People need to face their fears if they suspect that they, or someone they love, have dementia -Dan Parton (19/11/11) looks into the fears surrounding the condition.
Dementia may be the second most feared disease after cancer, butpeople need to face their fears if they suspect that they, orsomeone they love, have the condition as soon as possible.
Unfortunately, all too often people don't, and as a result don'tget the treatment that can slow the progress of the condition.
Indeed, 6 out of 10 people with dementia never receive a formaldiagnosis, according to governmentfigures. So the launch of a £2 million government campaign toraise awareness of the signs of dementia, with a focus on seekingan early diagnosis, is to be welcomed.
There are still many myths around dementia. For example, stilltoo often dementia is mistaken for just being a symptom of gettingolder. As a result, many people still ignore the symptoms - puttingthem down to things like 'senior moments' - until its too late andthey end up in a crisis situation and the dementia has becomeadvanced. What is lost can never be got back.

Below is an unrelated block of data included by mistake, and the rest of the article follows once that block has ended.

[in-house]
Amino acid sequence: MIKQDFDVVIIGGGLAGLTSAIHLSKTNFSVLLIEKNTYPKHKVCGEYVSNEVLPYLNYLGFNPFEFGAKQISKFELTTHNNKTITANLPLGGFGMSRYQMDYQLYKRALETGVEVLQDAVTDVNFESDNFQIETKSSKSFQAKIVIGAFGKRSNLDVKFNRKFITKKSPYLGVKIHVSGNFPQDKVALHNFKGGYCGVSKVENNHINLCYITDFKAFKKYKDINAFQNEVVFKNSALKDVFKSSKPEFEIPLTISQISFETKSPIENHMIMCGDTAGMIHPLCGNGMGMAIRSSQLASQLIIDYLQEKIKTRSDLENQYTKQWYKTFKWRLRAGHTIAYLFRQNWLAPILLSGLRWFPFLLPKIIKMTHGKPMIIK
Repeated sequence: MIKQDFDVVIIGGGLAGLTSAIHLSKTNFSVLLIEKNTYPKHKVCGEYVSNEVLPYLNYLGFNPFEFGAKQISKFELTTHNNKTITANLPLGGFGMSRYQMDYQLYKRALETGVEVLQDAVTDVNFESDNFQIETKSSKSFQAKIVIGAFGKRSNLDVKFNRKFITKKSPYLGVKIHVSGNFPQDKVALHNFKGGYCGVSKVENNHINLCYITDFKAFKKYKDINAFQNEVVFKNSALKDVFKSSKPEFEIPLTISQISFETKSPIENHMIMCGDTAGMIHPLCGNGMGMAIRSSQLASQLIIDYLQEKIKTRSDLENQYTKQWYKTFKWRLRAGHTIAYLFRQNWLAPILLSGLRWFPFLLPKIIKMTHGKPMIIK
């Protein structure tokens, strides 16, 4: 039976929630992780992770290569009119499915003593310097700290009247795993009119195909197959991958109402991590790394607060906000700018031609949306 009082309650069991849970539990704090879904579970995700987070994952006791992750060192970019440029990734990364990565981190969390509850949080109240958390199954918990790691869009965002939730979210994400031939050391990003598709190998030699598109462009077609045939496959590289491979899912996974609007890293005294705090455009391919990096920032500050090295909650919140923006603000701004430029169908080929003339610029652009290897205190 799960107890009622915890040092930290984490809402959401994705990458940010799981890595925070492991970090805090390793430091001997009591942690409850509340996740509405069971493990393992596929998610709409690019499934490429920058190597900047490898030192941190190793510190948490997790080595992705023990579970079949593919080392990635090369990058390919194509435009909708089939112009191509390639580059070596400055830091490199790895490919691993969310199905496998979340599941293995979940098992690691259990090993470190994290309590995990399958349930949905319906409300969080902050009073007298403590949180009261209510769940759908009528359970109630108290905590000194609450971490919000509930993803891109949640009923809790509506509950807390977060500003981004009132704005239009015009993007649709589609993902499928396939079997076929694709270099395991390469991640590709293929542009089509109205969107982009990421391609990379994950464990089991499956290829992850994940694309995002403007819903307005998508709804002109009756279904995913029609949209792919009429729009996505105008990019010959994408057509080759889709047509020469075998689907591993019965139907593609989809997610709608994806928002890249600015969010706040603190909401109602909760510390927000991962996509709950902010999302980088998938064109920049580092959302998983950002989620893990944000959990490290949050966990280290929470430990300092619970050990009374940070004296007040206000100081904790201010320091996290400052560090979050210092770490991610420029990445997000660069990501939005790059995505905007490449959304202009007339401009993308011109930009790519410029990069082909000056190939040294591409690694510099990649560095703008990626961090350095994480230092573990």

Yes, dementia is scary, as the recent international study by Harvard School of Public Health andAlzheimer Europe showed, but that is all the more reason totake action quickly.
As Dr Simon Ridley, head of research at Alzheimer's Research UK,said: "Although people may be fearful of the worst, a diagnosis canempower them to access the right treatments and support to preserveindependence."
He's right; getting a diagnosis can give people a whole newlease of life. Knowing what is wrong - and getting the righttreatments - can have a hugely positive effect on the person withthe condition and their loved ones.
Indeed, in the past I've met people with dementia in supportgroups, such as the Scottish Dementia Working Group,who still lead full lives. Members of the group have developed newhobbies and interests post-diagnosis while getting to speak atinternational conferences and generally enjoy their lives.
For the group, dementia is part of them, but doesn't define them- or stop them doing whatever they want to. Getting an earlydiagnosis means that the person can access the drugs and treatmentsthey need to slow the progress of the condition and give them vitalextra years to spend with their family and friends.
Writing that sentence, it seems the obvious thing to do, butmany people obviously don't, whether it is through ignorance of thesymptoms, fear or a myriad of other potential reasons.
Whatever the reason, a campaign to increase awareness ofdementia and the importance of early diagnosis is needed but shouldbe the start of a sustained initiative.
Raising awareness is a long-term process, and campaigns need tobe sustained over several years to be truly effective.
Let's hope it is just the start.